Movie Review By Andrea Chase
"Contact," based on the novel by Carl Sagan, is a thoughtful film about what happens when Earthlings are confronted by proof of extra-terrestrial intelligence. It's irony, and strength, is that Sagan, the great atheist, turns this story into a parable supporting faith in things unseen, secular and other.
Unfortunately, it takes the first hour of its two and a half hour running time to get to the aliens. Big mistake. The build-up is tedious as it follows the dissipating fortunes of Elly Arroway, a brilliant astronomer committing professional suicide with her relentless search for intelligent life in the cosmos. Things don't pick up until the plug is pulled on her research and she turns for funding to loopy billionaire John Hurt, looking here very much like a shelled turtle.
Then things go into high gear. Elly hears the signal that she's been waiting for and not only is there sound, but also pictures. When you realize what image the aliens are sending, your jaw will drop.
As in all good speculative fiction, Sagan is really dissecting society. Instead of professional vindication, Elly becomes the center of controversy involving the government, professional egos, and more fringe groups than you can shake a stick at. The discovery within the transmission of blueprints for a spaceship, and the subsequent selection process for an astronaut to fly it, becomes a three-ring circus broadcast live on CNN.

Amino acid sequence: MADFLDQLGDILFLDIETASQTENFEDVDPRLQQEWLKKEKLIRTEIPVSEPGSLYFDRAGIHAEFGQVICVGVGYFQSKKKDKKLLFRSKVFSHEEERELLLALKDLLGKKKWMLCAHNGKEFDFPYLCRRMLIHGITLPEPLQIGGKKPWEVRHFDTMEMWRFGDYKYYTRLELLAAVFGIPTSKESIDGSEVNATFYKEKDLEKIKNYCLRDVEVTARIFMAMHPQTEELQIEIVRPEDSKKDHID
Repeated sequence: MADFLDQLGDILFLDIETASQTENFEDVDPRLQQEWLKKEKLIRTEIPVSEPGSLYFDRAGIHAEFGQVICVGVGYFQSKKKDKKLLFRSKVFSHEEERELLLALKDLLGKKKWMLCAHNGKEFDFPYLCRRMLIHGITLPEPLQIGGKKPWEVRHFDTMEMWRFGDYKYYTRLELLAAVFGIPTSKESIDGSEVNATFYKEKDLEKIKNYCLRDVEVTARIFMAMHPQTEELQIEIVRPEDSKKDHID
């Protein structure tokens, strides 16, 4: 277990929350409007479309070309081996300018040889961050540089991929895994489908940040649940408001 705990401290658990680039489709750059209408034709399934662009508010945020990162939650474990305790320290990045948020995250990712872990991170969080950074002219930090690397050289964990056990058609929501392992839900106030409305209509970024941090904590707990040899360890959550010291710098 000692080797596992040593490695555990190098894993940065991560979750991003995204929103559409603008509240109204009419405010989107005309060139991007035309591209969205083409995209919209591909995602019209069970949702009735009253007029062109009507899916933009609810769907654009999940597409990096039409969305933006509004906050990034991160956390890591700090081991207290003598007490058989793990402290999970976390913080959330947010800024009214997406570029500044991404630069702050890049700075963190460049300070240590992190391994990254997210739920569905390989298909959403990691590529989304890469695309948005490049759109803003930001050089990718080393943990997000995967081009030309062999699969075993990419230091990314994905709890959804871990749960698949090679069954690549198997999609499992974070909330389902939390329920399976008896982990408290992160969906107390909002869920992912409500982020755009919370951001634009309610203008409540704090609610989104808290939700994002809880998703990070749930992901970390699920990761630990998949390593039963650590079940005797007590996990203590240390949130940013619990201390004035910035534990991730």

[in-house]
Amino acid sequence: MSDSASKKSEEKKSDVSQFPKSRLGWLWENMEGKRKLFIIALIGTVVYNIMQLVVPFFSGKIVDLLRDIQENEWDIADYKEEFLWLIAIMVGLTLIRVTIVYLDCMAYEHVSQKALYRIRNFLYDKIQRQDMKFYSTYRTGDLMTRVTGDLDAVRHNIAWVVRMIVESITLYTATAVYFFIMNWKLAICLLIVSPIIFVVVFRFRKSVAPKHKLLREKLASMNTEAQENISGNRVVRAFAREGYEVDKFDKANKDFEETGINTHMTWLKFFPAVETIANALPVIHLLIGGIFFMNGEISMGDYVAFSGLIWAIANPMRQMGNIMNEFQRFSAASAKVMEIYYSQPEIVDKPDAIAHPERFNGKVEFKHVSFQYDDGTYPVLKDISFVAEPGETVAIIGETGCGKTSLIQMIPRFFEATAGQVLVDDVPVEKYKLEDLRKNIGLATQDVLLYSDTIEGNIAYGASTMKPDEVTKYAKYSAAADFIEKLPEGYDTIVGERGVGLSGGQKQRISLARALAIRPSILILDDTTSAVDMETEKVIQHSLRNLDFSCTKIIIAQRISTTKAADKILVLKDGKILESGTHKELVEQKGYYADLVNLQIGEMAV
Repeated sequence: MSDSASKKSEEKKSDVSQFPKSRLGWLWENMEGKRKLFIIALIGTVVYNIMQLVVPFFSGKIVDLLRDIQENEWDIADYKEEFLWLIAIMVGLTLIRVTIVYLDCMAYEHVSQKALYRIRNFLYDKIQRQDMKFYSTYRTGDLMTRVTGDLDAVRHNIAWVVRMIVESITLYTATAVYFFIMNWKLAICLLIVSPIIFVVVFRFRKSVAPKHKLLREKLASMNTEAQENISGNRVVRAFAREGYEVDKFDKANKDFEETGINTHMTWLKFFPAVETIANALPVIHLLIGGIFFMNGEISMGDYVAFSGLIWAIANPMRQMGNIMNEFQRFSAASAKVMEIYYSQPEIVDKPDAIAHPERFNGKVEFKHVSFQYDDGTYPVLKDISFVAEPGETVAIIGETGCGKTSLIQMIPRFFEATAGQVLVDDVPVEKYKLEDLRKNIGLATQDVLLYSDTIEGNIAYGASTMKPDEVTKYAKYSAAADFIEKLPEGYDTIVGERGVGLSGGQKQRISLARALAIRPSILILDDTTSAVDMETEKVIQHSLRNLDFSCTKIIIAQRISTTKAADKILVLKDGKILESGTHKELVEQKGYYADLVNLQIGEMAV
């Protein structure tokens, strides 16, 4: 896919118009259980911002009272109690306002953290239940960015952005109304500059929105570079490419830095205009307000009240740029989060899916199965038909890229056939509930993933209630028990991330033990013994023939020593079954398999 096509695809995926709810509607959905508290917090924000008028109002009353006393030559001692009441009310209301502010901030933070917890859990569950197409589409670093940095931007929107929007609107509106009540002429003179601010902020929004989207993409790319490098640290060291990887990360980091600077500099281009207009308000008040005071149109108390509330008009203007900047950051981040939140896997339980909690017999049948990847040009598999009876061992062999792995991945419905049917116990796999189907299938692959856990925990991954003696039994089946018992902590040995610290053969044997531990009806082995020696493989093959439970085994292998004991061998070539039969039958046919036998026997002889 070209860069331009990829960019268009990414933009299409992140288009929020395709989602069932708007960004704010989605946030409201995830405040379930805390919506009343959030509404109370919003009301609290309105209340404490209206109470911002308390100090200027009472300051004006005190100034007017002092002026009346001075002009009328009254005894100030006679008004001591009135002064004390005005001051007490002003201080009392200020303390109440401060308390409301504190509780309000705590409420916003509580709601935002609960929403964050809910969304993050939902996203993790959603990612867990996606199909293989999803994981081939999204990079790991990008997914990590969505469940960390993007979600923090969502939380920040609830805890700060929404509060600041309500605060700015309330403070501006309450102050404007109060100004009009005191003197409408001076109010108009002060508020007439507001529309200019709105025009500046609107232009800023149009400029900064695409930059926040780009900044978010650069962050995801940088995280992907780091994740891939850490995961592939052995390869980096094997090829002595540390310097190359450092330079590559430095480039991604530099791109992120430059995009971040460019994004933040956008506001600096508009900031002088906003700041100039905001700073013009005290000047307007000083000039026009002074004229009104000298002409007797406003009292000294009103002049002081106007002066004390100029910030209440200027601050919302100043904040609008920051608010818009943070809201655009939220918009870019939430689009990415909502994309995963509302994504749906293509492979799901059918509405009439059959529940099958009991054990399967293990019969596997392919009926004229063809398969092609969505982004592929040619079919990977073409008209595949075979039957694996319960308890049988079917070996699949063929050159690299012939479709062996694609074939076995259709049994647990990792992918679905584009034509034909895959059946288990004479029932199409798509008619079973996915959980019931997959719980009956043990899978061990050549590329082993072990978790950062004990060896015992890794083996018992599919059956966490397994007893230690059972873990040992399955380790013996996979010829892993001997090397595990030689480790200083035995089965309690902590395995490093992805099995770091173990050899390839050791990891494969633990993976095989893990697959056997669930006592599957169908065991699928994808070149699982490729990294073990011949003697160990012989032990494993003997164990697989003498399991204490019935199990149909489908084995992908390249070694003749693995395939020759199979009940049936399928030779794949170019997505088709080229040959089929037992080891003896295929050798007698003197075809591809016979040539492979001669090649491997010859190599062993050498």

What makes "Contact" work is Jodie Foster as Elly. What other actress could be so convincingly driven, combative, and vulnerable at the same time? And that's a good thing, because the other characters in "Contact" don't have much screen time. Given this, the producers made some smart casting choices, such as James Woods, an actor who's shorthand for smarmy, and Matthew McConaughey, who's shorthand for hunky.
In amongst the usual summer crop of special effects flicks, it's nice to find one that aspires to something more, one that uses special effects to tell the story, not to overwhelm it. So, after you've oohed and ahhed over the dinosaurs, and frolicked with the men in black, take in a film that will use your higher brain functions and show you a performance above and beyond a snappy one-liner.
© 1997 • Andrea Chase • Air Date: 7/9/97
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